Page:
• 74. Suggests that we base behaviour on inherent traits that we then adapt to the situation we are in.
    • EQUATION = B = f (PxE)
    • 75. where behaviour is a function of personality & environment.
    Example:
    • A games player might be loud, extrovert & dominant manner in the game because that is the best way to succeed, but would be more quiet & focused when in a training session designed to improve individual technique.
  • The Interactionist approach is based on the work of Hollander (1967). Hollander proposed that personality has three levels that interact to form personality.
    PERSONALITY - Structure
    Hollander’s Structure of Personality
    Social Environment
    1 – PSYCHOLGICAL CORE– THE REAL YOU.
    2 – TYPICAL RESPONSE– THE WAY YOU RESPOND TO ENVIRONMENTAL DEMANDS.
    1
    2
    3
    3 - ROLE-RELATED BEHAVIOUR– VERY CHANGEABLE DEPENDING ON THE ROLE.
  • 76. Marten’s Structure of Personality
    Dynamic
    External
    Internal
    Consistent
  • 77. PERSONALITY - Measuring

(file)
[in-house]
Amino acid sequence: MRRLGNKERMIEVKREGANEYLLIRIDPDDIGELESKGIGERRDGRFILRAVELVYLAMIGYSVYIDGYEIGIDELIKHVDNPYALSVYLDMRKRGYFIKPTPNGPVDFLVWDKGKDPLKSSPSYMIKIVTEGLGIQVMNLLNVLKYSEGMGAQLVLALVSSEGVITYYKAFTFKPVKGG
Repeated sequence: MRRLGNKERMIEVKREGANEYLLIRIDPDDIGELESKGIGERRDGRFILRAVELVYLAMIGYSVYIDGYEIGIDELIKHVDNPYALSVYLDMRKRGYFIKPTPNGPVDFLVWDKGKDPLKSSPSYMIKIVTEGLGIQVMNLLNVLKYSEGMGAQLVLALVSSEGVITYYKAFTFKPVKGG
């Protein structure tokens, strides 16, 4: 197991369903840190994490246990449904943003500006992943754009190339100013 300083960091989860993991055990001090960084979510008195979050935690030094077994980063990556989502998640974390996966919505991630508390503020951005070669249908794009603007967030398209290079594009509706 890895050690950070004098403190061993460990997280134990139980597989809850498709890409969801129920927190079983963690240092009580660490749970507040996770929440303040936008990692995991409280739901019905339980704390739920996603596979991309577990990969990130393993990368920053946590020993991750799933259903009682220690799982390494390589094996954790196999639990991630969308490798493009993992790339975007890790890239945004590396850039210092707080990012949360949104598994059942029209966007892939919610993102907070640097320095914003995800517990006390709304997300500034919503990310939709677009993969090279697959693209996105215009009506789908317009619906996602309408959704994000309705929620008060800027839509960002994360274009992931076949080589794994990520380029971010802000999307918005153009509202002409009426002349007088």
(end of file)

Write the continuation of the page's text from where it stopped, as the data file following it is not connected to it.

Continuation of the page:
Interviews - are they reliable and valid in each case?
    - are they of value in assessing a persons sporting ability?
    Questionnaires - e.g. psychometric self questionnaires, personality tests, multiphasicpersonality inventory and Catells 16 primary factors questionnaire.
    - are these appropriate for the results the researcher wants to gain?
    3. Observations - difficult to remain unobtrusive which will affect behaviour.
    - secret observation is unethical
  • 78. PERSONALITY –
    Problems With Research
    Trait Theory
    • NOT A TRUE PREDICTOR OF BEHAVIOUR, NO SIGNIFICANT DIFFERENCE EXISTS BETWEEN SPORTS PERFORMANCE & PEOPLE WITH DIFFERING TRAIT STRENGTHS.
    • 79. DOES NOT TAKE INTO ACCOUNT THE INFLUENCE OF THE ENVIRONMENT – TOO GENERAL.
    Social Learning Theory
    • TAKES LITTLE ACCOUNT OF EXTERNAL FACTORS THAT MAY EFFECT BEHAVIOUR.
  • PERSONALITY
    Synoptic Links
    Definitions and Characteristics of Ability - TRAITS
    Memory – LEARN FROM EXPERIENCE – SOCIAL LEARNING THEORY
    Feedback – LEARNING FROM OTHERS – SOCIAL LEARNING THEORY
    Motivation – TRAITS, INTERACTIONIST AND SOCIAL LEARNING THEORY
    Reinforcement - LEARN FROM EXPERIENCE – SOCIAL LEARNING THEORY
  • 80. Class work / Homework
    • What are the 3 theories we have been looking at?
    • 81. Additional Reading -
    • 82. Create a poster that illustrates either one OR all of the three theories, use pictures and diagrams as well as key words / information to illustrate the theory.
    • 83. You can either use A3 paper or produce using ICT and get your images from the internet.
    • 84. Note this work will be displayed therefore it must be accurate & well presented.
    • 85. All work must be handed in next lesson.